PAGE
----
“We saw that we’d been handed an opportunity to help venues plan their eventual return to live events,” he says.
So instead of pulling back, the company added features to its app, including express pick-up and web-enabled ordering. “A lot of our competitors put their business in idle cash conservation mode. But we didn’t take our foot off the pedal. We said now is the time to grow.”
In May, sEATz attempted a cash raise of $1 million to get it through the end of 2021. It was oversubscribed, and sEATz ended up raising $1.7 million, which allowed it to hire new staff, including a new chief technology officer.
Now back on the field, the Houston Texans are using sEATz, and the company has integrated its app into MLB Ballpark, major league baseball’s app. In December, the company won a contract with the New York Mets, its first East Coast client, for 2021.
It was that same growth mindset that helped Don Porr ’97, the owner of Diamond Fiberglass, an industrial fiberglass tank and vessel manufacturer, decide to add new products during the pandemic.
Porr went through a major setback in 2017 when a devastating fire shuttered his business. But by the second half of 2019, business was back and humming along. That’s when Porr linked up with Lorie Clements at Springboard Solutions. Together, they mapped out an ambitious growth strategy that included expanding his product portfolio to include the service of building large, on-site diameter tanks for clients.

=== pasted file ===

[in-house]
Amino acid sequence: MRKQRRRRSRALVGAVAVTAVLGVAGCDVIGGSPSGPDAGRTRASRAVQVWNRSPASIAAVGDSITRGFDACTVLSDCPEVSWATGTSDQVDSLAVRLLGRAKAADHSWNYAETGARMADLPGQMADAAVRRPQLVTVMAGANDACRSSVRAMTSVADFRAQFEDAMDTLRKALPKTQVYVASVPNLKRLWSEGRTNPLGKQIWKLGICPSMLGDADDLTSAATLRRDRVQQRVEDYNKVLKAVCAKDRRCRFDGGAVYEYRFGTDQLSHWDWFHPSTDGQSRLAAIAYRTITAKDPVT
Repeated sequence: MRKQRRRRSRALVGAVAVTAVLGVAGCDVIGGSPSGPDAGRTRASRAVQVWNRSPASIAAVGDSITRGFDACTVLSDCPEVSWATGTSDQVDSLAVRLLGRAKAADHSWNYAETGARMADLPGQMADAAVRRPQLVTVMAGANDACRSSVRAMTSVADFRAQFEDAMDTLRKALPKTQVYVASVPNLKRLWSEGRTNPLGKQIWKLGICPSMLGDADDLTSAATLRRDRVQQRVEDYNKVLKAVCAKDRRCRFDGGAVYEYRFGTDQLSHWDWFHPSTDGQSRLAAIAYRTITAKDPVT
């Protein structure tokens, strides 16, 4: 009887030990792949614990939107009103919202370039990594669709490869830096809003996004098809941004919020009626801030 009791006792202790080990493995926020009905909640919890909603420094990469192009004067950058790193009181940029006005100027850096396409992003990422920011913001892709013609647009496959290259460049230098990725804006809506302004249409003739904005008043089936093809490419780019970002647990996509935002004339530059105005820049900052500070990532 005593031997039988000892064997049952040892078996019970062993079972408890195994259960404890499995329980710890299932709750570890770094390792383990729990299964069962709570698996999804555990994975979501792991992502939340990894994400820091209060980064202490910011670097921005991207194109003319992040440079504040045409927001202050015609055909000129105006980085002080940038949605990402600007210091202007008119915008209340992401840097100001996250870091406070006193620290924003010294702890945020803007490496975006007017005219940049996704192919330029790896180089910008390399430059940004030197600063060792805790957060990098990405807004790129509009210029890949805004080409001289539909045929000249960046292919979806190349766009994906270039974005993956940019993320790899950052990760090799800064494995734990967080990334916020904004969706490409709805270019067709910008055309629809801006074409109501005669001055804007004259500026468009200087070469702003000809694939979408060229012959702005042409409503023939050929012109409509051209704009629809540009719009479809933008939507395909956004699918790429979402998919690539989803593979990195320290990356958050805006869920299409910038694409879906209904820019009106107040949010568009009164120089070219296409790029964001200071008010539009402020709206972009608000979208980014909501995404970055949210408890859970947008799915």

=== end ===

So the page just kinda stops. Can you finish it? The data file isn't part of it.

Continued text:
When the pandemic hit, Porr thought about pumping the brakes, but ultimately decided to keep his momentum going. “We said we needed to forge ahead with all our plans,” Porr says, “and we did.”
The company’s manufacturing arm turned a prototype into a fully produced tank and invested $200,000 in upgrading the equipment needed to build the tanks. Sales held steady and revenues dropped by only 10%. The company’s industrial services arm, which requires workers to go on site, was harder hit, with revenues down some 40%. But no staff were laid off after careful expense cutting.
A Lift from Lilie
For both Knape and Porr, help from Rice Business was integral to both surviving and thriving. They benefitted from weekly Zoom meetings organized by the Liu Idea Lab for Innovation and Entrepreneurship (Lilie), where business owners and entrepreneurs convened to discuss cash conservation, PPP loans and strategies for keeping their businesses open. “We were really working together and supporting each other,” Porr says. Lilie also ran webinars on topics like mental health to help alumni adapt to change.
In March, Lilie moved quickly to help alumni startups secure grants and loans to stay afloat while they worked on their pivots, says Kyle Judah, Lilie’s executive director. sEATz ultimately received a PPP loan, and Knape credits Lilie with facilitating the application process. “The Rice network has done such great things for me,” he says.
For Darrell Morris ’18, the insights he gained from his finance classes at Rice Business helped him keep the burners lit at his cooking school, Well Done Cooking.
Morris and his wife bought the Houston-based business in 2018 and planned to grow the school from one location to 10 over five years. COVID-19 forced them to halt their in-person culinary classes, and at first the setback felt paralyzing.
Then, “after three days, we picked our jaws up off the floor and put pen to pad and took massive action steps,” says Morris. “We said, we need to play offense on this and innovate and adapt to this new normal.”
They quickly shifted classes online, and to differentiate the company in the crowded space of online courses, decided to deliver cooking kits to customers to better simulate in-person classes. That decision didn’t come without its growing pains, however. Early on in the pandemic, when they shipped dozens of ingredient kits across Texas and Massachusetts for a corporate cooking class, the ice packs melted in transit and the meat arrived warm.